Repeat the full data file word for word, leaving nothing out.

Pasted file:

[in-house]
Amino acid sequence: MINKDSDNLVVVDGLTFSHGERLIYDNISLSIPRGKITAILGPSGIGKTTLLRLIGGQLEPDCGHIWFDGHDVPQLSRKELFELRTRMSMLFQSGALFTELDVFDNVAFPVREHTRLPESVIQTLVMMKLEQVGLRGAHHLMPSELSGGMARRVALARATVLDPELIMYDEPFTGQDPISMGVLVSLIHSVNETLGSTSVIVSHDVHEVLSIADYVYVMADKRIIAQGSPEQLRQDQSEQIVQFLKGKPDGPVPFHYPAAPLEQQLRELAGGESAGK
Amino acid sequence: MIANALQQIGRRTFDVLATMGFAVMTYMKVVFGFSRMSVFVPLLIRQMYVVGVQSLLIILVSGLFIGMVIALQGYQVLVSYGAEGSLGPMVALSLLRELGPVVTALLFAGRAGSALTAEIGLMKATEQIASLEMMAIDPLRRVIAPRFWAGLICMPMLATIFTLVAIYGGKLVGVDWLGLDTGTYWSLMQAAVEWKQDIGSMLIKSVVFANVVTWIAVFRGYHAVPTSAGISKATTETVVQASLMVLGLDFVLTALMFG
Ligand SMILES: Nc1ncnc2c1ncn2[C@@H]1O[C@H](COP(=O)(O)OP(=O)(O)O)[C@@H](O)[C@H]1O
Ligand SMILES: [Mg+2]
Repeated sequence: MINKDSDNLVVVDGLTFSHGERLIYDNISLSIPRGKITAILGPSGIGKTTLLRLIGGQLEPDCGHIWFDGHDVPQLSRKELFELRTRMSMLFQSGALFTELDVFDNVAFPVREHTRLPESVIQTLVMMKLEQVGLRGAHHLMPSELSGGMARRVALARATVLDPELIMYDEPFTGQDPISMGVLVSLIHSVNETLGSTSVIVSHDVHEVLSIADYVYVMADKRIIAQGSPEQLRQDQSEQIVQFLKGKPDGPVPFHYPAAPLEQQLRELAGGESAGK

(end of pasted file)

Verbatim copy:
[in-house]
Amino acid sequence: MINKDSDNLVVVDGLTFSHGERLIYDNISLSIPRGKITAILGPSGIGKTTLLRLIGGQLEPDCGHIWFDGHDVPQLSRKELFELRTRMSMLFQSGALFTELDVFDNVAFPVREHTRLPESVIQTLVMMKLEQVGLRGAHHLMPSELSGGMARRVALARATVLDPELIMYDEPFTGQDPISMGVLVSLIHSVNETLGSTSVIVSHDVHEVLSIADYVYVMADKRIIAQGSPEQLRQDQSEQIVQFLKGKPDGPVPFHYPAAPLEQQLRELAGGESAGK
Amino acid sequence: MIANALQQIGRRTFDVLATMGFAVMTYMKVVFGFSRMSVFVPLLIRQMYVVGVQSLLIILVSGLFIGMVIALQGYQVLVSYGAEGSLGPMVALSLLRELGPVVTALLFAGRAGSALTAEIGLMKATEQIASLEMMAIDPLRRVIAPRFWAGLICMPMLATIFTLVAIYGGKLVGVDWLGLDTGTYWSLMQAAVEWKQDIGSMLIKSVVFANVVTWIAVFRGYHAVPTSAGISKATTETVVQASLMVLGLDFVLTALMFG
Ligand SMILES: Nc1ncnc2c1ncn2[C@@H]1O[C@H](COP(=O)(O)OP(=O)(O)O)[C@@H](O)[C@H]1O
Ligand SMILES: [Mg+2]
Repeated sequence: MINKDSDNLVVVDGLTFSHGERLIYDNISLSIPRGKITAILGPSGIGKTTLLRLIGGQLEPDCGHIWFDGHDVPQLSRKELFELRTRMSMLFQSGALFTELDVFDNVAFPVREHTRLPESVIQTLVMMKLEQVGLRGAHHLMPSELSGGMARRVALARATVLDPELIMYDEPFTGQDPISMGVLVSLIHSVNETLGSTSVIVSHDVHEVLSIADYVYVMADKRIIAQGSPEQLRQDQSEQIVQFLKGKPDGPVPFHYPAAPLEQQLRELAGGESAGK